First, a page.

clock menu more-arrow no yes mobile

Filed under:

A Day In Wrigley Field History: August 20, 1996

The Cubs won this game, but lost an important player to injury.

Getty Images

The Cubs hung around a modest form of contention for most of 1996. Even in early July, seven games under .500, they were just seven games back on July 7, when the mediocre performances of all five teams in the N.L. Central got it dubbed by some the "Comedy Central."

Still just 5½ games behind the Astros entering the action August 20, despite being a game under .500, they had been helped by a fine season from Sammy Sosa. The previous night, in a 4-3 loss, Sosa had hit his 40th home run of the year. It was the first of what was to become seven 40-homer seasons for Sammy.

Marlins righthander Mark Hutton got the start in an afternoon affair that was the middle game of a three-game set, facing the Cubs' Kevin Foster. It was the only start Hutton ever made against the Cubs, and he did not retire a hitter. Hutton walked the bases loaded to start the game, and then up came Sosa.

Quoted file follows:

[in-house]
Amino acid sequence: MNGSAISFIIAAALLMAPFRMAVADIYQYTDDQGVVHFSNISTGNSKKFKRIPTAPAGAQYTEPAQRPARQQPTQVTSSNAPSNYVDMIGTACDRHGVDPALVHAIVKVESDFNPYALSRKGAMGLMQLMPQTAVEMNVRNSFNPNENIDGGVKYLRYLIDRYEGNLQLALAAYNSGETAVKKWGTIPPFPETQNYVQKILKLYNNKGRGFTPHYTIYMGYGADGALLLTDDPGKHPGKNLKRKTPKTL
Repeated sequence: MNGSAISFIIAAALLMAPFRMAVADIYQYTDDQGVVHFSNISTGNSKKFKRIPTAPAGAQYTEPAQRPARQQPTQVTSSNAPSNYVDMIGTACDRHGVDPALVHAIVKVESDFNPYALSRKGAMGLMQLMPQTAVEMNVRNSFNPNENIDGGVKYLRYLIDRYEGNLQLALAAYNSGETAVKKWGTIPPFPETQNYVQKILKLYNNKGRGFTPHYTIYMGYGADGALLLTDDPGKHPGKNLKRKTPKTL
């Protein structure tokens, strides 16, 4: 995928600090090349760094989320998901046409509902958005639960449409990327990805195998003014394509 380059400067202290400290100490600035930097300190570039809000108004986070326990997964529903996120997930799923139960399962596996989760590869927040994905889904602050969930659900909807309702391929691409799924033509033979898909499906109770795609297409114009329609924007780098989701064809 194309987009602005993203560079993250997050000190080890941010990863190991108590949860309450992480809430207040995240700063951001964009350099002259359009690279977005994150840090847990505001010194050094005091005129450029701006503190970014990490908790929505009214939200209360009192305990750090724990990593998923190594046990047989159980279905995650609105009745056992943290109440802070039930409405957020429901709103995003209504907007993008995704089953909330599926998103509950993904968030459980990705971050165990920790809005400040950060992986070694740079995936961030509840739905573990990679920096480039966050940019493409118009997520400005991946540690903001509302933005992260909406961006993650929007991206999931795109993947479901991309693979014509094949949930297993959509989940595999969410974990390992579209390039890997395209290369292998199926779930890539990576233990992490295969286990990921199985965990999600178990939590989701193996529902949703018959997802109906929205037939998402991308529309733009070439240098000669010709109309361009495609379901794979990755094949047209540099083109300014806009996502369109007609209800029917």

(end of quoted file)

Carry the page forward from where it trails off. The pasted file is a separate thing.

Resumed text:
Hutton hit Sosa on the right wrist; Sosa left the game. The Cubs eventually scored eight runs in that first inning and cruised to an 8-1 win. Mike Kiley wrote about Sammy's injury in the Tribune:

Sammy Sosa's consecutive-games streak could end Wednesday at 304. But don't bet the mortgage on it, or even the row boat.

He emphasized he has no great motivation to extend the streak but at the same time indicated playing in the finale of the Florida series was likely.

Manager Jim Riggleman was more direct: "He'll play (Wednesday)."

Sosa wasn't so certain after being hit near his right wrist in the first inning Tuesday by a Mark Hutton pitch. He was removed from the game in the fifth and was wearing a bandage afterwards.

"It doesn't matter to me," Sosa said of the streak, "because I'm not out to break the record. I just play the game every day.

"But if I can't go, I have to shut it down. Why should I play if it's bothering me? We'll see (Wednesday). I'll be OK."

Riggleman was wrong. Sosa didn't play the next game -- nor any other game the rest of 1996. His wrist had been broken. The 38 games he missed very likely cost him the home-run title, which was won by Andres Galarraga with 47.

Sammy had nine 100-RBI seasons in his career. He just barely made it in 1996 -- the bases-loaded hit-by-pitch in this game gave him RBI No. 100 for the season.